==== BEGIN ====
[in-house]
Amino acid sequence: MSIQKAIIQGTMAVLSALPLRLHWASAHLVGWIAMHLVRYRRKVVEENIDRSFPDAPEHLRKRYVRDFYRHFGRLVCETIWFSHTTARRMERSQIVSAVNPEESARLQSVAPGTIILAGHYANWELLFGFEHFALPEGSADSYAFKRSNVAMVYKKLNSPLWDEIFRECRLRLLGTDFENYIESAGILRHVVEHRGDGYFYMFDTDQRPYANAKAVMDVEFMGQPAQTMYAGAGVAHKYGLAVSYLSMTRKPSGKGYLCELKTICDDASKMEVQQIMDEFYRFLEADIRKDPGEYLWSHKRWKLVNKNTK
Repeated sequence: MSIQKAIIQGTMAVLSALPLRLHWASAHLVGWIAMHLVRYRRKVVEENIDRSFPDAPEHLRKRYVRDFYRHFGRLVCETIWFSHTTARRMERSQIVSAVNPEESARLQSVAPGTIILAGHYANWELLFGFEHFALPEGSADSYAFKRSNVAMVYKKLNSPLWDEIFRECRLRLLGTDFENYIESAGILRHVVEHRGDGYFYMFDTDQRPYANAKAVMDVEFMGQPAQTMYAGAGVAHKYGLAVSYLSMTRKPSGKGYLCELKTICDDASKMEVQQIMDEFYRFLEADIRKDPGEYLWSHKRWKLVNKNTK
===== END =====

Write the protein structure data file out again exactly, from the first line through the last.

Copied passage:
[in-house]
Amino acid sequence: MSIQKAIIQGTMAVLSALPLRLHWASAHLVGWIAMHLVRYRRKVVEENIDRSFPDAPEHLRKRYVRDFYRHFGRLVCETIWFSHTTARRMERSQIVSAVNPEESARLQSVAPGTIILAGHYANWELLFGFEHFALPEGSADSYAFKRSNVAMVYKKLNSPLWDEIFRECRLRLLGTDFENYIESAGILRHVVEHRGDGYFYMFDTDQRPYANAKAVMDVEFMGQPAQTMYAGAGVAHKYGLAVSYLSMTRKPSGKGYLCELKTICDDASKMEVQQIMDEFYRFLEADIRKDPGEYLWSHKRWKLVNKNTK
Repeated sequence: MSIQKAIIQGTMAVLSALPLRLHWASAHLVGWIAMHLVRYRRKVVEENIDRSFPDAPEHLRKRYVRDFYRHFGRLVCETIWFSHTTARRMERSQIVSAVNPEESARLQSVAPGTIILAGHYANWELLFGFEHFALPEGSADSYAFKRSNVAMVYKKLNSPLWDEIFRECRLRLLGTDFENYIESAGILRHVVEHRGDGYFYMFDTDQRPYANAKAVMDVEFMGQPAQTMYAGAGVAHKYGLAVSYLSMTRKPSGKGYLCELKTICDDASKMEVQQIMDEFYRFLEADIRKDPGEYLWSHKRWKLVNKNTK